I recently had the honor of meeting Don Patterson at his home in San Miguel. When I read his book it brought back memories of the years I spent traveling to many of the same Pre-Columbian sites since the 1970's. But for me, it was Frost's, "The Path not Taken" and I missed many opportunities to pursue my journey on a professional level because of family and career demands at the time. Although I have no regrets, I feel a strong sense of admiration for Mr. Patterson and the life he chose. In our meeting he said, "you don't become a field archaeologist for money or fame." Don's journey began in 1973 when workmen discovered ancient pottery shards in a pit behind the instituto Allende. Without any previous experience, but with a fine intelligence, a skilled hand at detailed pen & ink drawings and most of all, a "stubbborn nature" he obtained permission to do an excavation and thus began a life long relationship with the National Institute of Anthropology and History of Mexico (INAH).
More than 35 years later, I sit in a beautiful garden in the home he and his wife and partner, Marisela built overlooking the heart of San Miguel. I listen to him describe his love of archaeology, recounting the challenges, the achievements and the disappointments with the bureaucracy that often stifled creativity and productivity. His voice became stronger and more animated as he recalled the excitement of excavating a hidden temple, photographing and drawing the bas relief sculptures deep in the jungles of Yucatan, Chiapas or Tikal. What also resonated in our conversation as the sun went down and the garden became cooler, were his feelings for the personal and professional friendships he has made over the years. I think that equaled or even surpassed his achievments as an archaeologist.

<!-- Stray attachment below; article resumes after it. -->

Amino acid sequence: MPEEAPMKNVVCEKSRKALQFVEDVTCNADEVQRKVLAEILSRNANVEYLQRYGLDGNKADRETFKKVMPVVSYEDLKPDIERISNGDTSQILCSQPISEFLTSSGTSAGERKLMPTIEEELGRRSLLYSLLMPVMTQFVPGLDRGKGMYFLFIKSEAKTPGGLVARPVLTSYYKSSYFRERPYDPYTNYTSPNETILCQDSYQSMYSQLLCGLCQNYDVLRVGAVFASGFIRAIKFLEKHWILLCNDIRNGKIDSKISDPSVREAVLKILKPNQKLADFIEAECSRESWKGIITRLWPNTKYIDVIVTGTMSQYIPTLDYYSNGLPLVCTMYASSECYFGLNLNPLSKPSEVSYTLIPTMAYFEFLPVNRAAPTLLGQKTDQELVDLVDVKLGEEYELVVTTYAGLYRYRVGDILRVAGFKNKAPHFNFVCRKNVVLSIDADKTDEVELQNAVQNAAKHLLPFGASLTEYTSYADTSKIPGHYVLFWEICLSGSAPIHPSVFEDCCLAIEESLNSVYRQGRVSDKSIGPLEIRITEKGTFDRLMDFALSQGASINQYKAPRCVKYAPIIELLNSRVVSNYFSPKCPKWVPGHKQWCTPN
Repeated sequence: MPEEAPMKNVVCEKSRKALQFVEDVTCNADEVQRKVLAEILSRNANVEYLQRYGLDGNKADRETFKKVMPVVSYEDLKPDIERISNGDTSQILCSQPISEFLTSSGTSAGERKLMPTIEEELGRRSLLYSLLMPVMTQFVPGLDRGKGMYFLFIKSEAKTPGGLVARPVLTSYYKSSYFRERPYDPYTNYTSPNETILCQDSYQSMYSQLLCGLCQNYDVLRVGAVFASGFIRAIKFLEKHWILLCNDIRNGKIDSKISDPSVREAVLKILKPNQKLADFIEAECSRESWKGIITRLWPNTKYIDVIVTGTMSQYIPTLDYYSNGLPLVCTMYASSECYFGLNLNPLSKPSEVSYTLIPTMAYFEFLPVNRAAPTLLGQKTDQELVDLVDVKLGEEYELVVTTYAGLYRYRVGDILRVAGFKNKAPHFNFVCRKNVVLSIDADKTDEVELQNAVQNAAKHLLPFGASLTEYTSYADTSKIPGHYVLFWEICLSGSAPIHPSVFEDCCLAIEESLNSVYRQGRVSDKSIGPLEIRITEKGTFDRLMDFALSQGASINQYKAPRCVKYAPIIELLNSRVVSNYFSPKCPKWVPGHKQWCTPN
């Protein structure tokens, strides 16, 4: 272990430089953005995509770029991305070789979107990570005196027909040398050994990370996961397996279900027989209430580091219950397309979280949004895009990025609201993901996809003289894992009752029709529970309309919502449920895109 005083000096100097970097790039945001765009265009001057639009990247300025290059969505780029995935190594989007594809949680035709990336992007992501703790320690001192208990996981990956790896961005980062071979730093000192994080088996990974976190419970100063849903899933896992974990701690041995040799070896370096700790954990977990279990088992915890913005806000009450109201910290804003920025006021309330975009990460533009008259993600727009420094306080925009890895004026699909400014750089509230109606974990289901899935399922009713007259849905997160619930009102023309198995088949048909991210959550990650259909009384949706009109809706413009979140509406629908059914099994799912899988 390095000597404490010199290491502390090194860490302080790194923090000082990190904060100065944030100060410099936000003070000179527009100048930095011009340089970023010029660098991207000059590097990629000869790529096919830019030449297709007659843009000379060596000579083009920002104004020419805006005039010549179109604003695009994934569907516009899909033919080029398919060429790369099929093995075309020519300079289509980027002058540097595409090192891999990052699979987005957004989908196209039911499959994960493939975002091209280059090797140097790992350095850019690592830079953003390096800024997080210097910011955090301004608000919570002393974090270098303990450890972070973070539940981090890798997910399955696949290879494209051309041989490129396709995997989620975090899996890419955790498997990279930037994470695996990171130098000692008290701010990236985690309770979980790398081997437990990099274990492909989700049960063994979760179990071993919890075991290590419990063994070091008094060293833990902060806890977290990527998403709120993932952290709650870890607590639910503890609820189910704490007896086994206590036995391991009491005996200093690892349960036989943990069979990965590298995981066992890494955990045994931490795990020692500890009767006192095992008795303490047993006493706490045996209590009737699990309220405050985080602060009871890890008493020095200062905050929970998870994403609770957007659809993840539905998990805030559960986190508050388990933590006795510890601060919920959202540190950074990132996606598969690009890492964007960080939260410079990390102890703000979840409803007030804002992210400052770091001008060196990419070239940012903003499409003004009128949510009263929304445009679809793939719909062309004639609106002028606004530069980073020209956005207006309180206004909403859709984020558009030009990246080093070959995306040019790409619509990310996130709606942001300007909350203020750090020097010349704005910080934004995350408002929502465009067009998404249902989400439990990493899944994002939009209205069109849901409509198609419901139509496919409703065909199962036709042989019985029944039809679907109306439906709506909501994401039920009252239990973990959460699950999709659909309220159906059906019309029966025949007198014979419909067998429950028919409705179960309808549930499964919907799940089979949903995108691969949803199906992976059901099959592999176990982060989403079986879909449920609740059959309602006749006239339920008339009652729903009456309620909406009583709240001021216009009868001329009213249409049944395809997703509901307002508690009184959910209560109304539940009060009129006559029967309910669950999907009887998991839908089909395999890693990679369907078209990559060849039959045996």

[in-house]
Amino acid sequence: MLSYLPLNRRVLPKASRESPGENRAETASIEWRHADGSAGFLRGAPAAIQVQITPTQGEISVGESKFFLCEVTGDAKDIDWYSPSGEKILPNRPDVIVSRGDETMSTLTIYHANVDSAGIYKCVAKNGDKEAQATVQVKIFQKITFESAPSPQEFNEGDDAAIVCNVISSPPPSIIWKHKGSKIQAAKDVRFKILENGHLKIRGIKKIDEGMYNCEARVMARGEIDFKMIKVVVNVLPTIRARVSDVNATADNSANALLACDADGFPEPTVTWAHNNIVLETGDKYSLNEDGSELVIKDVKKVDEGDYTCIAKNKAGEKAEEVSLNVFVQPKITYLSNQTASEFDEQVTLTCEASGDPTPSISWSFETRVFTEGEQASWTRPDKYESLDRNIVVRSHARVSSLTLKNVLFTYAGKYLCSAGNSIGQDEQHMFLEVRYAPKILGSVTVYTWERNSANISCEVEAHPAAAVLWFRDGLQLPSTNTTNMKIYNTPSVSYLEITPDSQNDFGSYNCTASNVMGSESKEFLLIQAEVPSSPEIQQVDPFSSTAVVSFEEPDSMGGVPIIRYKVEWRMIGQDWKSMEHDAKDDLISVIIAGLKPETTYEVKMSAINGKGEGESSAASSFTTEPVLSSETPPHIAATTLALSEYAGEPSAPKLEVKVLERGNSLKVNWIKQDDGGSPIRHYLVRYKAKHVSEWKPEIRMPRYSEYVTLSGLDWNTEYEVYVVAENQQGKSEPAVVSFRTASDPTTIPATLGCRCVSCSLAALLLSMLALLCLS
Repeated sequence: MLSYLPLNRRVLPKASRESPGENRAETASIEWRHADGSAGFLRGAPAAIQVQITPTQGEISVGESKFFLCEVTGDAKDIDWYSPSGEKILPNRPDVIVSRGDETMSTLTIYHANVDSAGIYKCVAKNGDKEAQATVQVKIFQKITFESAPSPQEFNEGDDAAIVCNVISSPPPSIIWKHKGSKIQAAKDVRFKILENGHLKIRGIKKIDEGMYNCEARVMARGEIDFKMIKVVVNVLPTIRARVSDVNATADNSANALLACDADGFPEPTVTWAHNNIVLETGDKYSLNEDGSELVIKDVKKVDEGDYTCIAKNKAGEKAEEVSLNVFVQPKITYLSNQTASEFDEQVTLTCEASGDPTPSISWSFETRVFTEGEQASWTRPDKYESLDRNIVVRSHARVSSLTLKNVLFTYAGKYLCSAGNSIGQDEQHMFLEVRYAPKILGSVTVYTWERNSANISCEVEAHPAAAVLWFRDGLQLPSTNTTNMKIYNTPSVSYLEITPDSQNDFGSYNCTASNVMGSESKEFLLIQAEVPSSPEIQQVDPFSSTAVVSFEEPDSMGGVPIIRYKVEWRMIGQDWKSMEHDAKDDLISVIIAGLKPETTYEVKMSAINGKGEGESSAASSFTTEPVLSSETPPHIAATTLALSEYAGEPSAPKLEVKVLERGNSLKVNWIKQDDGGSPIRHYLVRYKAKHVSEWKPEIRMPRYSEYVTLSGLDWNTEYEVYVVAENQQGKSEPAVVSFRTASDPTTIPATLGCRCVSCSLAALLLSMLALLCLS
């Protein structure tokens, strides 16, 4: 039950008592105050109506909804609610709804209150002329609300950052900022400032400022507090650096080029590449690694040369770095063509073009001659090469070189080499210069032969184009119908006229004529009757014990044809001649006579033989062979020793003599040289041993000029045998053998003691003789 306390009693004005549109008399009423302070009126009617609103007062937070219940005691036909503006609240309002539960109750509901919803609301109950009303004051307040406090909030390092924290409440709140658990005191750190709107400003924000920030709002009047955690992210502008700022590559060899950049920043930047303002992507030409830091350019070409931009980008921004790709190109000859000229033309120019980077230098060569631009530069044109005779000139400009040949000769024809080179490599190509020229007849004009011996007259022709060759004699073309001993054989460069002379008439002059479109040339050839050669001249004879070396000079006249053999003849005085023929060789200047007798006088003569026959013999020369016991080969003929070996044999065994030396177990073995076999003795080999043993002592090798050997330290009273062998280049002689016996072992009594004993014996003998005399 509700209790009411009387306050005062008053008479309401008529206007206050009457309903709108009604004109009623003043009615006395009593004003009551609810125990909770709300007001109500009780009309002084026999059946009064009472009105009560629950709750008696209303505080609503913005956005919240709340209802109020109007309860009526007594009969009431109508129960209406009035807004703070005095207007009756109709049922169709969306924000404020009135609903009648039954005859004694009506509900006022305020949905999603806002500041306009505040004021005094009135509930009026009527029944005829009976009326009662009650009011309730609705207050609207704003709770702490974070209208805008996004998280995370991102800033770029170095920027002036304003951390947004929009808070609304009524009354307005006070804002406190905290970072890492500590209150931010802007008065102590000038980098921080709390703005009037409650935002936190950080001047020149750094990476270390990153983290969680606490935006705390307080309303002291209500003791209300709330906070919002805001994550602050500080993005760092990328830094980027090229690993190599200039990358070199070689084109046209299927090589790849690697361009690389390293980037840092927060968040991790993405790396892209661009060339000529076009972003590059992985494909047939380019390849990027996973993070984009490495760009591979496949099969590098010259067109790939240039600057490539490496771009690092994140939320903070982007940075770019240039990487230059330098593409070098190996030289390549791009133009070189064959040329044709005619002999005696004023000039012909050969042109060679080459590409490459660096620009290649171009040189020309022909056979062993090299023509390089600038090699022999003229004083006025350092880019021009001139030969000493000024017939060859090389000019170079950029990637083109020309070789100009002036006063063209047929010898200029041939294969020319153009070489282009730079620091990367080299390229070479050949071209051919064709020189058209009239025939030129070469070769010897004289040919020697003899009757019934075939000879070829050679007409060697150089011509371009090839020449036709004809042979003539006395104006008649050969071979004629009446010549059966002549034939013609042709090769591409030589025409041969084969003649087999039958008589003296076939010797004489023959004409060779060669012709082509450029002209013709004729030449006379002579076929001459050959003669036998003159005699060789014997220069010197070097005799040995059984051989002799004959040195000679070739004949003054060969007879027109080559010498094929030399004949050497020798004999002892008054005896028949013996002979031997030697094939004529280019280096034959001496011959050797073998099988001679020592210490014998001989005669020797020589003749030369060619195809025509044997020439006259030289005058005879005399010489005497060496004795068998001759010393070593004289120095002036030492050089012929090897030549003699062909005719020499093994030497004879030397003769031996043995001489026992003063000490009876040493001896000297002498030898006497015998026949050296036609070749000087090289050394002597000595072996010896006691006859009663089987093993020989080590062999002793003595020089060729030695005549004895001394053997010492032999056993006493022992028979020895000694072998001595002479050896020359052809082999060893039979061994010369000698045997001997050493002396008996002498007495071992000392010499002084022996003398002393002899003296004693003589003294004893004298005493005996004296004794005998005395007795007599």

His book is a series of letters to his daughter and the Maya Book of the Dead, the Popol Vuh, which describes the Otherworld, Xibalba provide the guideposts for his journey through a life of archaeology. How many of us take the opportunity to share our life experiences in a series of letters to our children? His letters to his daughter Jessica are sweet and full of wisdom at a time when she was at a cross road in her life.
As we sat in the garden he talked fondly and proudly of his new grandson. "Where do the years go?" As Don approaches his 70's, is he sitting on his laurels? Not likely! He's still fighting the "bureaucratic" battle, finishing his responsibilities as Municipal Director of Environment and Ecology at San Miguel in October 2009. He is also writing a new book about his rare experience as a "gringo" working at a high level in Mexican government. That should be an interesting read! Don is also planning trip to El Mirador (Calacmol), an archaeological site in Peten, Guatemala. We all make the journey to Xibalba sooner or later. Read his book and enjoy the journey of the man and the archaeologist. It will be time well spent!